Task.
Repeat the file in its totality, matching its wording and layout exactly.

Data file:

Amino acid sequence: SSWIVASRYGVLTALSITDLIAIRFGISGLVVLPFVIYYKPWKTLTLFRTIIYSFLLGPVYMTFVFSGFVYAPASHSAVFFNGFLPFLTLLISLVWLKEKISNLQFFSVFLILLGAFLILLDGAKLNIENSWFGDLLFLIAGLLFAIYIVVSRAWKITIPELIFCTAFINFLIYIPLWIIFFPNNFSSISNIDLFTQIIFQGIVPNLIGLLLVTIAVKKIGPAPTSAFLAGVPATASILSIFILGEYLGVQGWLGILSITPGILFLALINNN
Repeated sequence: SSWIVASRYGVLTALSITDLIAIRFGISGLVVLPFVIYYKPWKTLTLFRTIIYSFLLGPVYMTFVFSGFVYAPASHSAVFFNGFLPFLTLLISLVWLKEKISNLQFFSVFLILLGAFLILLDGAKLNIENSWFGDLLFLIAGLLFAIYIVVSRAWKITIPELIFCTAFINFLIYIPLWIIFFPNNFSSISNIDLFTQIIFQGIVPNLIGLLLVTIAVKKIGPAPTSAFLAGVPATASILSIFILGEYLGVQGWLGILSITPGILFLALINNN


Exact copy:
Amino acid sequence: SSWIVASRYGVLTALSITDLIAIRFGISGLVVLPFVIYYKPWKTLTLFRTIIYSFLLGPVYMTFVFSGFVYAPASHSAVFFNGFLPFLTLLISLVWLKEKISNLQFFSVFLILLGAFLILLDGAKLNIENSWFGDLLFLIAGLLFAIYIVVSRAWKITIPELIFCTAFINFLIYIPLWIIFFPNNFSSISNIDLFTQIIFQGIVPNLIGLLLVTIAVKKIGPAPTSAFLAGVPATASILSIFILGEYLGVQGWLGILSITPGILFLALINNN
Repeated sequence: SSWIVASRYGVLTALSITDLIAIRFGISGLVVLPFVIYYKPWKTLTLFRTIIYSFLLGPVYMTFVFSGFVYAPASHSAVFFNGFLPFLTLLISLVWLKEKISNLQFFSVFLILLGAFLILLDGAKLNIENSWFGDLLFLIAGLLFAIYIVVSRAWKITIPELIFCTAFINFLIYIPLWIIFFPNNFSSISNIDLFTQIIFQGIVPNLIGLLLVTIAVKKIGPAPTSAFLAGVPATASILSIFILGEYLGVQGWLGILSITPGILFLALINNN